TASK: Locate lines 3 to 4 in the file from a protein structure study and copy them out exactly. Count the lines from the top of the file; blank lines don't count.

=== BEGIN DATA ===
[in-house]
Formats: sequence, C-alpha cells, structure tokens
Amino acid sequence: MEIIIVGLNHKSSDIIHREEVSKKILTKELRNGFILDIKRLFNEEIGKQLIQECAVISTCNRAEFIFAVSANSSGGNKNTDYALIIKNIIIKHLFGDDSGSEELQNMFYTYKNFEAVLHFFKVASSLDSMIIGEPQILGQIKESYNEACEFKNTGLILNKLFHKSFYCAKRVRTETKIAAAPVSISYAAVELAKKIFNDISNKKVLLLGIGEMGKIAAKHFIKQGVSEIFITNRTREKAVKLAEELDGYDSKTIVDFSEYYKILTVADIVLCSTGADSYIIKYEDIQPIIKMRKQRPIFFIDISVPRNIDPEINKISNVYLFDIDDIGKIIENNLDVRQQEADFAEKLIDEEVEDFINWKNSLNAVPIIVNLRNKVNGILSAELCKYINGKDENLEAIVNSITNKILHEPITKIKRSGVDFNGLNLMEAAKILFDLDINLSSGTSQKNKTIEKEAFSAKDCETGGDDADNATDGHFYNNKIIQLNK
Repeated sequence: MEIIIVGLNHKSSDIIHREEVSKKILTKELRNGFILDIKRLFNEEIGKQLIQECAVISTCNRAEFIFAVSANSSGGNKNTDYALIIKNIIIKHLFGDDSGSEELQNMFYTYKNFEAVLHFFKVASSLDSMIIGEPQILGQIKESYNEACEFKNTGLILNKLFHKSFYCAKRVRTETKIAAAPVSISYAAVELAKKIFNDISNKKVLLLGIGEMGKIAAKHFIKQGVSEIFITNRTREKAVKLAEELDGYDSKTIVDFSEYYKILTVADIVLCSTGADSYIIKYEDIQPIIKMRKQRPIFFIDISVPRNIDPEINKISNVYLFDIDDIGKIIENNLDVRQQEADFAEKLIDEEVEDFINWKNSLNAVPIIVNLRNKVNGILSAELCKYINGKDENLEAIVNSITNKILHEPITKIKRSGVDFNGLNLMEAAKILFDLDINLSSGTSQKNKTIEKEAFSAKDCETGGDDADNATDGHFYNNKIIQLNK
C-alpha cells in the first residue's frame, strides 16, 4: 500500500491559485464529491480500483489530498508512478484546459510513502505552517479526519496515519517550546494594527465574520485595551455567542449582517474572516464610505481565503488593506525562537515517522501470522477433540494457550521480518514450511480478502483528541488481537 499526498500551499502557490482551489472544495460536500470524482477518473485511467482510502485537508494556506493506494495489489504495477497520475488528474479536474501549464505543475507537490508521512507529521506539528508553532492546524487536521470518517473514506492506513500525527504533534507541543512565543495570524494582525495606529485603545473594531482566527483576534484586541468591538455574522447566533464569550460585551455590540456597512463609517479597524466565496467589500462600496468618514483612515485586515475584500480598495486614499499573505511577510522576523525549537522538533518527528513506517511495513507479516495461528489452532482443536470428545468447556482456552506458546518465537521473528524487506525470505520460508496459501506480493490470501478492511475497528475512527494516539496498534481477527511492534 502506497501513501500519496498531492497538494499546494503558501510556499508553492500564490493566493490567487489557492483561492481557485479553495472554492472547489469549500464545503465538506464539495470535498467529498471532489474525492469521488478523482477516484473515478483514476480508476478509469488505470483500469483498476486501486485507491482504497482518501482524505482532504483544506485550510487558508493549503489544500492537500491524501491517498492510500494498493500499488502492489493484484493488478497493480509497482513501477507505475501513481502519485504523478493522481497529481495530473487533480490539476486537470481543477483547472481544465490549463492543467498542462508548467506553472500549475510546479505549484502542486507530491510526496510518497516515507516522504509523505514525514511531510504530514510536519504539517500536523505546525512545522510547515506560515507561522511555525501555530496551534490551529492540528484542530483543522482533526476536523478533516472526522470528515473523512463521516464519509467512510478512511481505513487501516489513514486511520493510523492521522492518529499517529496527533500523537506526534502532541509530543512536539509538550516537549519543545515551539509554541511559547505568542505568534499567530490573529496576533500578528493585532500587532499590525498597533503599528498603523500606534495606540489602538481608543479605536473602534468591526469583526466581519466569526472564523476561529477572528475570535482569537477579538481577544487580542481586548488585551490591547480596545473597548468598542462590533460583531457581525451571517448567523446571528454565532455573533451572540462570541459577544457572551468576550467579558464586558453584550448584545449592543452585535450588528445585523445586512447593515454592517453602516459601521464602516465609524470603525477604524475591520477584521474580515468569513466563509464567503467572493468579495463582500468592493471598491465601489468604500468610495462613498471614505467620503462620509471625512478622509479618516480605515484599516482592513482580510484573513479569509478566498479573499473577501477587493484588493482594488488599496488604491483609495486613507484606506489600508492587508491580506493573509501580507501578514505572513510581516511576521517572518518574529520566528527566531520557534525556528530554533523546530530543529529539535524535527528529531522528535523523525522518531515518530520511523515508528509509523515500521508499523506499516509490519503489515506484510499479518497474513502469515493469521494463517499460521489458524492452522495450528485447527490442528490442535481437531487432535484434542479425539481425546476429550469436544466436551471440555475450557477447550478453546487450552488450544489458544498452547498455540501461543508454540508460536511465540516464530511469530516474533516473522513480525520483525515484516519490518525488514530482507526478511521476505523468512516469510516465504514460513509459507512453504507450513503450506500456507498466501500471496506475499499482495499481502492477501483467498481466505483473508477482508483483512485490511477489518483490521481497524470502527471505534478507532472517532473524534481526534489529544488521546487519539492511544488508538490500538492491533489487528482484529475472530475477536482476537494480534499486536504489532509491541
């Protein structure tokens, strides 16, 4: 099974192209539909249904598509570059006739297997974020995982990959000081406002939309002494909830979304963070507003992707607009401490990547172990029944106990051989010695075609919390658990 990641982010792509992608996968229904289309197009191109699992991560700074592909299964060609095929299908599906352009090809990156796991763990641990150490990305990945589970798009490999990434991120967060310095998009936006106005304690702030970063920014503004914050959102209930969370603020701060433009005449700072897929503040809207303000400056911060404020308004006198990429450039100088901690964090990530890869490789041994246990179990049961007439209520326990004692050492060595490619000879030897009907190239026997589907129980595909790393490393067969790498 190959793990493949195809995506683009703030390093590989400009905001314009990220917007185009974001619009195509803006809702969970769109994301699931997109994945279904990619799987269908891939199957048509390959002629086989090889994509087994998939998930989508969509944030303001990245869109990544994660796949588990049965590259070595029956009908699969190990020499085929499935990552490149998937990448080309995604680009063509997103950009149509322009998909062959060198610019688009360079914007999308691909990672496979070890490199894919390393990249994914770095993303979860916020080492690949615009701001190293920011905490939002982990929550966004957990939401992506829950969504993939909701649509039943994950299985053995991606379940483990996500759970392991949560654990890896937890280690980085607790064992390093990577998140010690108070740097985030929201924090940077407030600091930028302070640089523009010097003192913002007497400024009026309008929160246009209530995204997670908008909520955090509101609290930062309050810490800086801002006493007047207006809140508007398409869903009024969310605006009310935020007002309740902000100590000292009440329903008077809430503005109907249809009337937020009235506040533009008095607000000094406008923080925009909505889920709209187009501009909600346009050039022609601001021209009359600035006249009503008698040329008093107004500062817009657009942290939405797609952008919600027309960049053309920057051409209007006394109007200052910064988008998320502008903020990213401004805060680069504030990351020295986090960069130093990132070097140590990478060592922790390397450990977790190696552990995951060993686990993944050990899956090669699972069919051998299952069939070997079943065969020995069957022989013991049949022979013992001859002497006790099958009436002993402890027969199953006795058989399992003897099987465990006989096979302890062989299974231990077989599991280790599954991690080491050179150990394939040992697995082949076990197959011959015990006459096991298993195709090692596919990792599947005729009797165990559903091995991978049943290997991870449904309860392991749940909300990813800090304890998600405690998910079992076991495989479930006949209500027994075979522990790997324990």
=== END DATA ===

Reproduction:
Amino acid sequence: MEIIIVGLNHKSSDIIHREEVSKKILTKELRNGFILDIKRLFNEEIGKQLIQECAVISTCNRAEFIFAVSANSSGGNKNTDYALIIKNIIIKHLFGDDSGSEELQNMFYTYKNFEAVLHFFKVASSLDSMIIGEPQILGQIKESYNEACEFKNTGLILNKLFHKSFYCAKRVRTETKIAAAPVSISYAAVELAKKIFNDISNKKVLLLGIGEMGKIAAKHFIKQGVSEIFITNRTREKAVKLAEELDGYDSKTIVDFSEYYKILTVADIVLCSTGADSYIIKYEDIQPIIKMRKQRPIFFIDISVPRNIDPEINKISNVYLFDIDDIGKIIENNLDVRQQEADFAEKLIDEEVEDFINWKNSLNAVPIIVNLRNKVNGILSAELCKYINGKDENLEAIVNSITNKILHEPITKIKRSGVDFNGLNLMEAAKILFDLDINLSSGTSQKNKTIEKEAFSAKDCETGGDDADNATDGHFYNNKIIQLNK
Repeated sequence: MEIIIVGLNHKSSDIIHREEVSKKILTKELRNGFILDIKRLFNEEIGKQLIQECAVISTCNRAEFIFAVSANSSGGNKNTDYALIIKNIIIKHLFGDDSGSEELQNMFYTYKNFEAVLHFFKVASSLDSMIIGEPQILGQIKESYNEACEFKNTGLILNKLFHKSFYCAKRVRTETKIAAAPVSISYAAVELAKKIFNDISNKKVLLLGIGEMGKIAAKHFIKQGVSEIFITNRTREKAVKLAEELDGYDSKTIVDFSEYYKILTVADIVLCSTGADSYIIKYEDIQPIIKMRKQRPIFFIDISVPRNIDPEINKISNVYLFDIDDIGKIIENNLDVRQQEADFAEKLIDEEVEDFINWKNSLNAVPIIVNLRNKVNGILSAELCKYINGKDENLEAIVNSITNKILHEPITKIKRSGVDFNGLNLMEAAKILFDLDINLSSGTSQKNKTIEKEAFSAKDCETGGDDADNATDGHFYNNKIIQLNK